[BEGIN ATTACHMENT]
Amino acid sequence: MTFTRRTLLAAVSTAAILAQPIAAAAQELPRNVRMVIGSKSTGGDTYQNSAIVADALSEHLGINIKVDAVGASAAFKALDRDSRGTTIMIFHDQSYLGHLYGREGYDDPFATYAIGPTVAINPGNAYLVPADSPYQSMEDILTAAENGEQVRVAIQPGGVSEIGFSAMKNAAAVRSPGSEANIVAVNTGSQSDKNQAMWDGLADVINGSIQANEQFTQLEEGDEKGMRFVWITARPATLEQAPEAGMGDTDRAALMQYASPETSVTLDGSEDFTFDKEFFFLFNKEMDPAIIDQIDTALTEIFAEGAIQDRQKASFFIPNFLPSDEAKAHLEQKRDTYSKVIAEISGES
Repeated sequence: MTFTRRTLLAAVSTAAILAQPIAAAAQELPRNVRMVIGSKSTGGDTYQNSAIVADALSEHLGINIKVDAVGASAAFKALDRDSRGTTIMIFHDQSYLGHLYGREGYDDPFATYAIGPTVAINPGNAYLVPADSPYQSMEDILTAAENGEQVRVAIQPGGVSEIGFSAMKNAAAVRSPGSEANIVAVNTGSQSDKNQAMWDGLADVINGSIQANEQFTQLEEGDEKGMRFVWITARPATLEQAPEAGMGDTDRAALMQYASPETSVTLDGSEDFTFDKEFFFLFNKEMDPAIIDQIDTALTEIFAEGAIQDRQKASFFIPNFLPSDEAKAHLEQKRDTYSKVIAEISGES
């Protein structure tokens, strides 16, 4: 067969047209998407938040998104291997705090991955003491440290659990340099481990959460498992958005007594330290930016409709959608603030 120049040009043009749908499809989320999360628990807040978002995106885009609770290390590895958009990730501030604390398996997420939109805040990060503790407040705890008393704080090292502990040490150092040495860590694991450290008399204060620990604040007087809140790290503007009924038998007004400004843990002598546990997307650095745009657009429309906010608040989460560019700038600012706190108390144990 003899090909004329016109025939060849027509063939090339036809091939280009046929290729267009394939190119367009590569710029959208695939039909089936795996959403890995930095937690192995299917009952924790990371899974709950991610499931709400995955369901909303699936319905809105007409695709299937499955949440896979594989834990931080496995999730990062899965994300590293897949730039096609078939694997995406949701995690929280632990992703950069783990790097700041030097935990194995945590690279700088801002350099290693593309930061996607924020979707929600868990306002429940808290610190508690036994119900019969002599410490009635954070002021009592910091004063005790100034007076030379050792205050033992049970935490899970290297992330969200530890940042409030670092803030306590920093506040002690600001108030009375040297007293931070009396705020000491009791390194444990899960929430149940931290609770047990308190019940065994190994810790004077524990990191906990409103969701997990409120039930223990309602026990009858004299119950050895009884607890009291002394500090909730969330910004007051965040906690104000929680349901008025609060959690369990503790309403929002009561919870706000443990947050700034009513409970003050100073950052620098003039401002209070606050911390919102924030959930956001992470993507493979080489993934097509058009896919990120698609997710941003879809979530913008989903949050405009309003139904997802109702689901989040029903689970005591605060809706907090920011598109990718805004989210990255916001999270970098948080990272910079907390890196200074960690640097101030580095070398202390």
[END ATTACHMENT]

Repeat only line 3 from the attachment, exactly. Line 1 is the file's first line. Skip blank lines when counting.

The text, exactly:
């Protein structure tokens, strides 16, 4: 067969047209998407938040998104291997705090991955003491440290659990340099481990959460498992958005007594330290930016409709959608603030 120049040009043009749908499809989320999360628990807040978002995106885009609770290390590895958009990730501030604390398996997420939109805040990060503790407040705890008393704080090292502990040490150092040495860590694991450290008399204060620990604040007087809140790290503007009924038998007004400004843990002598546990997307650095745009657009429309906010608040989460560019700038600012706190108390144990 003899090909004329016109025939060849027509063939090339036809091939280009046929290729267009394939190119367009590569710029959208695939039909089936795996959403890995930095937690192995299917009952924790990371899974709950991610499931709400995955369901909303699936319905809105007409695709299937499955949440896979594989834990931080496995999730990062899965994300590293897949730039096609078939694997995406949701995690929280632990992703950069783990790097700041030097935990194995945590690279700088801002350099290693593309930061996607924020979707929600868990306002429940808290610190508690036994119900019969002599410490009635954070002021009592910091004063005790100034007076030379050792205050033992049970935490899970290297992330969200530890940042409030670092803030306590920093506040002690600001108030009375040297007293931070009396705020000491009791390194444990899960929430149940931290609770047990308190019940065994190994810790004077524990990191906990409103969701997990409120039930223990309602026990009858004299119950050895009884607890009291002394500090909730969330910004007051965040906690104000929680349901008025609060959690369990503790309403929002009561919870706000443990947050700034009513409970003050100073950052620098003039401002209070606050911390919102924030959930956001992470993507493979080489993934097509058009896919990120698609997710941003879809979530913008989903949050405009309003139904997802109702689901989040029903689970005591605060809706907090920011598109990718805004989210990255916001999270970098948080990272910079907390890196200074960690640097101030580095070398202390």